Hiking, Climbing, and Other Outdoor Activities for Cancer Patients
Cancer patients and survivors in remission often feel weak. Their bodies have been deeply affected by the cancer as well as the treatments used to slow the progression of the disease. While rest is important, evidence also suggests cancer patients and those in remission can benefit from physical activity and exercise.
Evidence also proves spending time outdoors is important for mental health and overall wellness. Activities like hiking and rock climbing help patients benefit from both physical exercise and being outside. After getting the green light from their medical teams, every patient should try these activities. However, everyone should move at their own pace, starting slowly if necessary and relying on professionals for guidance and support.
Cancer Patients and Survivors Need Exercise
Experts agree that cancer patients and survivors need regular physical activity. It doesn’t matter what activity individuals use. Research proves cancer patients who exercise have less fatigue and function better than those who do not. These patients experience improved cardiovascular function and muscle strength. They also maintain healthier weights and feel better about their bodies. However, the ultimate benefit to physical activity is improved quality of life. If possible, all patients going through treatment, as well as cancer survivors, should get regular exercise to a degree appropriate for each individual.
Hiking, Mountain Climbing, and Outdoor Sports
While hiking and mountain climbing may seem inappropriate for cancer patients, they can be scaled to meet individual limitations. It is important to clear activities with your doctor before you begin. Because these sports are challenging, they may be better for patients finished with treatment or in remission. However, those in treatment can begin an exercise program now. Consider it training for these outdoor sports, providing an exciting goal to work toward.
- Hiking. A hike can be a simple one-mile stroll on trails at your city park, or as involved as a multi-day trek through rugged terrain. Hiking can be scaled to match individual abilities. As patients regain strength, they can increase hiking difficulty and length.
- Rock Climbing. You can safely practice this activity indoors, then take it outside when you’re ready. Rock climbers scale rock faces, either on real cliffs or on artificial indoor rock walls. If you work with trained professionals and use proper safety equipment, rock climbing can be a fun and safe outdoor activity.
- Bouldering. Bouldering is a type of climbing typically done in groups. Usually done without ropes, they can be added for safety. Bouldering is a challenging social activity. However, not all cancer patients will be ready for it. If you’re interested in this sport, you can first practice on a gym climbing wall with a trainer.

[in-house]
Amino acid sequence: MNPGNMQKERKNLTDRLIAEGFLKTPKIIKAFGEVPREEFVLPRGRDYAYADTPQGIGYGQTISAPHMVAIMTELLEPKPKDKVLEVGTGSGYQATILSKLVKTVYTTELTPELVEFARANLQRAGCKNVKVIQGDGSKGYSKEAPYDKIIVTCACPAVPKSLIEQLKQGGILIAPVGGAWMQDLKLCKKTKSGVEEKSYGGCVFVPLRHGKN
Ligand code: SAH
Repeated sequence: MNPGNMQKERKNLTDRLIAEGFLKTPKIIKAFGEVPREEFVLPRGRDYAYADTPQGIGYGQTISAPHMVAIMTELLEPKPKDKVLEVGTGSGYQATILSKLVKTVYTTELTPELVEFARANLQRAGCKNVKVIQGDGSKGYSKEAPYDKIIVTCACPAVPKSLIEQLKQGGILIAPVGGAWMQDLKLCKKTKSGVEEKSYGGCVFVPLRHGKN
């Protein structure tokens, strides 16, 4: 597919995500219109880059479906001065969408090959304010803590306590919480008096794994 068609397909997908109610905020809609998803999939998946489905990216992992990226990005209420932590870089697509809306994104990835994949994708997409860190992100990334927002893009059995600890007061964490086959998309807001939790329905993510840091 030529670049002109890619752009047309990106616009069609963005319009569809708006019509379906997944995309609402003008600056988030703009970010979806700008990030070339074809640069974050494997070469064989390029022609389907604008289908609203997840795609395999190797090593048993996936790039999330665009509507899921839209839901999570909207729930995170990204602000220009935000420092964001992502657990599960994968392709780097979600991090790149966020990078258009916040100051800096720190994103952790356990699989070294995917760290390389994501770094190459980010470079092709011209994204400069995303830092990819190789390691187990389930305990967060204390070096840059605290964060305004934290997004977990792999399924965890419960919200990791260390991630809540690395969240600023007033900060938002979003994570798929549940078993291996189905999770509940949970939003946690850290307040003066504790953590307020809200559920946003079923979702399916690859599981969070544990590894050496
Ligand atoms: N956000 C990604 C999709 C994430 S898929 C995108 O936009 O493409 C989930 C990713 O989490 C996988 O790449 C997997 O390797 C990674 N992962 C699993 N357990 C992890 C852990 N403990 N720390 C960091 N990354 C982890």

- Mountain Climbing. Mountain climbing combines rock climbing and hiking to reach a mountain peak. This activity is strenuous and requires significant training. Patients recovering from cancer may use this sport as a goal, working toward participation when they regain strength.
- Geocaching. For physical exercise, mental stimulation, and social activity, it’s hard to beat geocaching. Both a game and a social sport, geocaching does not require strenuous activity.Participant use GPS coordinates or clues to find outdoor hidden caches.
Why Outdoor Sports?
Though any type of exercise is recommended as long as it is safe, there are additional reasons to choose an outdoor activity. These are sports often require you to go beyond city streets out into areas where you can experience nature. Being out in nature has positive mental health benefits. Cancer patients and survivors often struggle with stress, depression, and anxiety. However, spending time outdoors provides a significant mood boost.
Also, outdoor activities are often social sports. While social activities are good for anyone, cancer patients may receive huge benefits. Social activities reduce isolation and promote strong friendships. A strong social network is particularly important for cancer patients, improving cognition and increasing survival rates.
Outdoor sports like hiking and rock climbing have the potential to provide significant benefits for cancer patients because they offer physical activity, time outdoors, and social interaction. There are benefits to physical, mental, and social health. However, patients undergoing treatment and those in remission should take care not to overdo it.
If you are interested in outdoor sports, talk to your doctor about your specific limitations. Even if your doctors advise against participating in these demanding sports, you may be able to start small. You can begin working with an experienced trainer, receiving the benefits of physical activity while working toward bigger outdoor activities.
Page Edited by Dave Foster
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